Telling the untold stories of the Yukon

The first days in the creation of the play Map of the Land, Map of the Stars took place in the summer of 2015 along the banks of the Yukon River. A group of artists gathered with stories, images, objects, and songs – items that they were drawn to and that were rooted in the Yukon.

“We created this play differently, starting with our deep desire to create a new work celebrating untold and rarely told Yukon stories,” said Patti Flather, co-founder of Gwaandak Theatre. “We began by gathering and inviting indigenous and diverse artists and storytellers with the passion to explore these story-beads of our land.”

Guided by two of Canada’s visionary Indigenous theatre artists – Yukon based Yvette Nolan and British Columbia based Michelle Olson – the artists used the Story Weaving technique developed by Muriel Miguel of New York-based Spiderwoman Theatre. The technique creates a living tapestry built with layers upon layers of stories, images, movement and music.

When co-creator and Gwaandak Theatre co-founder Leonard Linklater shared his personal search for stories about indigenous people in the Yukon and Mackenzie River Delta where he grew up, director Olson created a dance from his gestures.

Director Nolan found the creation process challenging, rewarding, and one that uncovered the story in an organic way.

“Everyone brought their own stories and stories about the Yukon that they found compelling to the creation process,” Nolan says. One of the stories she brought to the piece was about the black soldiers who built the Alaska Highway. The story is a timely one as this year marks the 75th anniversary of the highway’s construction.

“There were so many things about that story that intrigued me, ever since I first heard it when I was living here in the ’90s,” Nolan says. “I wondered what it must have felt like to arrive here and find it so alien. Some of those soldiers had never even seen snow. And the land was still so wild. The Highway really preempted a bunch of other trails and maps and pathways that had already existed.”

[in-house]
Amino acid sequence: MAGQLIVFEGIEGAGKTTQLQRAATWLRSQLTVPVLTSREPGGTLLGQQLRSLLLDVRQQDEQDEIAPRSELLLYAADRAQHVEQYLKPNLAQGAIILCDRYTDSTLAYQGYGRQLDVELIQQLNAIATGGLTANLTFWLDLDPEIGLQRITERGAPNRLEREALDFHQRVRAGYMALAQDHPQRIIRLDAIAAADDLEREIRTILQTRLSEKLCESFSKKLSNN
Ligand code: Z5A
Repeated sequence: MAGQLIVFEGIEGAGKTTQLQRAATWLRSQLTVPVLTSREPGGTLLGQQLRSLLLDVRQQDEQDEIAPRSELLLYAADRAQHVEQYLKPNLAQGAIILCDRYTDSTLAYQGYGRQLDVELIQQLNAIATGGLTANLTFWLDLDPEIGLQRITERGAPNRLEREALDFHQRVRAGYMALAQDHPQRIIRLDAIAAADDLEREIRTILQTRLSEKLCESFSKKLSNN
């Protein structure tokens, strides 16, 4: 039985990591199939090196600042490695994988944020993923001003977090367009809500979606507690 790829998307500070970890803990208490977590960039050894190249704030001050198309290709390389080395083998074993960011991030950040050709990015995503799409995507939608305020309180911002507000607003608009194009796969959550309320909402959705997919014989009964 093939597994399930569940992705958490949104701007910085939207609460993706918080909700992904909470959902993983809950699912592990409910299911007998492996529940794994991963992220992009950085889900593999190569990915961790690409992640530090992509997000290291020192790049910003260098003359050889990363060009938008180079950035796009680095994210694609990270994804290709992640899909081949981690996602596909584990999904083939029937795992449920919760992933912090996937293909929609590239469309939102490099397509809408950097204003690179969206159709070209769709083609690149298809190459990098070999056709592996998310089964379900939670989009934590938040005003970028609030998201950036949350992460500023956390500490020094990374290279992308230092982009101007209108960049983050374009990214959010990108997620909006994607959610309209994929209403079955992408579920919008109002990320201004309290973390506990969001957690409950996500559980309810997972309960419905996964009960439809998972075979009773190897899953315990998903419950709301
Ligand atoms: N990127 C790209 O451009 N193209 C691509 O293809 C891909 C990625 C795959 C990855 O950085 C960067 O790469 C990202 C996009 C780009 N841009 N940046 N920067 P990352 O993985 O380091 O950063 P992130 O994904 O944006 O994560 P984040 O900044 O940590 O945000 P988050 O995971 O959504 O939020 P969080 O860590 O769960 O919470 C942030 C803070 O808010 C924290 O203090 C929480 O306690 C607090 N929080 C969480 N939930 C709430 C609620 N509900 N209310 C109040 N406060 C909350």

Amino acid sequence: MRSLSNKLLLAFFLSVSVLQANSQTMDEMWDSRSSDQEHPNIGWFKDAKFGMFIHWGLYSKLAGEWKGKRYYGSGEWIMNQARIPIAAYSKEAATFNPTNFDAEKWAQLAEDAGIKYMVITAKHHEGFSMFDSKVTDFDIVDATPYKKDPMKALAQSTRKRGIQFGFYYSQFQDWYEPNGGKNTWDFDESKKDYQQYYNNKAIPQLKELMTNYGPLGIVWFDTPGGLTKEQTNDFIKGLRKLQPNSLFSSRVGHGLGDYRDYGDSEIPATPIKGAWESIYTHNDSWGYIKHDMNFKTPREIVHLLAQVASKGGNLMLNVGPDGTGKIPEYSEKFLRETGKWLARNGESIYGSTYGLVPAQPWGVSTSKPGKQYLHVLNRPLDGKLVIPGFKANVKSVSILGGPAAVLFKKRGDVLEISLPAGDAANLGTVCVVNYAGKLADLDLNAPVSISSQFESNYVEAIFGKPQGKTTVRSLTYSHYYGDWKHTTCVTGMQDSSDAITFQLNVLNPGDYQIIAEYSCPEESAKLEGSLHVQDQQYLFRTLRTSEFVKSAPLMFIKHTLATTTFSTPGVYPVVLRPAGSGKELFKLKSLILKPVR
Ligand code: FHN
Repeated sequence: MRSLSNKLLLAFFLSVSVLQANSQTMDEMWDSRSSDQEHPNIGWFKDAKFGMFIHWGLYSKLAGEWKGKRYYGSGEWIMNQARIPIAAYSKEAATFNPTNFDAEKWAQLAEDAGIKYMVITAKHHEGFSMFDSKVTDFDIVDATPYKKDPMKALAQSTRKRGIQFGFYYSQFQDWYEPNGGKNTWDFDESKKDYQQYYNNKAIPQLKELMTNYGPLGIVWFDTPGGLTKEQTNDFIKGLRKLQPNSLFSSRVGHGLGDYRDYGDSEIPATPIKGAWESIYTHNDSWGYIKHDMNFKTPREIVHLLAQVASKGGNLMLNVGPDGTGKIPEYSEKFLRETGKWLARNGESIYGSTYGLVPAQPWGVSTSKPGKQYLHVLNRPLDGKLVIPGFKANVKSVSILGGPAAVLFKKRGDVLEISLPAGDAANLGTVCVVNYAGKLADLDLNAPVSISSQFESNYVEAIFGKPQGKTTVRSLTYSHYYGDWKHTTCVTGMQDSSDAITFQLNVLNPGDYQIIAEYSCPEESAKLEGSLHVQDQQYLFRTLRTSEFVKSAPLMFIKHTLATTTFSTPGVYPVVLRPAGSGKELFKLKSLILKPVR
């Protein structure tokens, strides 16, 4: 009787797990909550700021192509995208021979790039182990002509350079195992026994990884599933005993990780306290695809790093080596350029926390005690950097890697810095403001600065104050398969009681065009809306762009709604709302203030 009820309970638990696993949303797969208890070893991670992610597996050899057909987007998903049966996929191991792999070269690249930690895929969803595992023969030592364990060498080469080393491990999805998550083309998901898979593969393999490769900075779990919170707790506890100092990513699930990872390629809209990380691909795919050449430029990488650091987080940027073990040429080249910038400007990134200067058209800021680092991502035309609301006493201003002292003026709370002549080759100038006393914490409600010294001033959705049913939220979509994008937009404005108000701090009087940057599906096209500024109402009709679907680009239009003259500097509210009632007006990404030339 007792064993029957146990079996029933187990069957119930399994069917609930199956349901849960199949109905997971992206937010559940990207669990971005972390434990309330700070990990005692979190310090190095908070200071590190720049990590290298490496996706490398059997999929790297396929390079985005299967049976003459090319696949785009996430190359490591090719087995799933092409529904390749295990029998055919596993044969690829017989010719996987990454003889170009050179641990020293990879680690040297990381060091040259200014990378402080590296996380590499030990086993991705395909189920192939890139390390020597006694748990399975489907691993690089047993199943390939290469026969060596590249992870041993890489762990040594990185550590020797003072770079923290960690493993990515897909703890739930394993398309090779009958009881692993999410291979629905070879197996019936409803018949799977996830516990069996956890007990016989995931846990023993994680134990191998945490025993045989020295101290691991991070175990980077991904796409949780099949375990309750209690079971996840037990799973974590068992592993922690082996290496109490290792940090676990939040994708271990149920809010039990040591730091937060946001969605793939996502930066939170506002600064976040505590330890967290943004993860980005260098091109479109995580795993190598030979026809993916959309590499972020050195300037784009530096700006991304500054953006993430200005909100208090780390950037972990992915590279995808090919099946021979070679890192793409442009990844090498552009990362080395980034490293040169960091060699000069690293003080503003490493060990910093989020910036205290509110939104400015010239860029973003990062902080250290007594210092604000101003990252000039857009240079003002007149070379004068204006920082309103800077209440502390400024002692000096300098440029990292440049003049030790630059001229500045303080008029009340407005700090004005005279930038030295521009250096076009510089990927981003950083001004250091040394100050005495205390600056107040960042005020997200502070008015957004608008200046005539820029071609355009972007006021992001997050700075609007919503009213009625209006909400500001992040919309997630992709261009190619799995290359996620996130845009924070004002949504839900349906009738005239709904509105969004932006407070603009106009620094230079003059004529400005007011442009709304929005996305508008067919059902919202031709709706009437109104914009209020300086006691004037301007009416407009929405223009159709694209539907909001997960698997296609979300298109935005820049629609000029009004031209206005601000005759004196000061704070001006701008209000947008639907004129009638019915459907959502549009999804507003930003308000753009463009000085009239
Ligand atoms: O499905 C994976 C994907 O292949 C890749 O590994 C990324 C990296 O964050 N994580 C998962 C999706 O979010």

While still a work-in-progress, the piece was shared last June during what would turn out to be the last Magnetic North Theatre Festival. After more rounds of collaborations and creations, the piece is now ready to be debuted in its completed state.

“Map of the Land, Map of the Stars began as a search for ‘snippets of stories,’ a desire to awaken and gather stories of our Yukon land and people,” Flather says.

Map of the Land, Map of the Stars contains numerous stories that explore the river and trails, and disruptions to First Nations ways of life due to the gold rush and colonization. Andrameda Hunter, a collaborator and performer in the piece, has many of her family’s stories intertwined in the production.

“The section about my matrilineal lineage is my personal story, but it really is a glimpse into the worldview of many people of First Nation ancestry,” Hunter says. “After seeing this piece, I hope audiences walk away with the understanding that we all have stories, and they are all interesting. Also that we have much more in common than we realize – that we are all connected.”

Map of the Land, Map of the Stars will be at the Kwanlin Dün Cultural Centre May 10 to 13 with a special pay-what-you-decide preview on May 9. Show time is 7:30 p.m.

The production will be in Dawson City on May 16 and Carcross on May 18.

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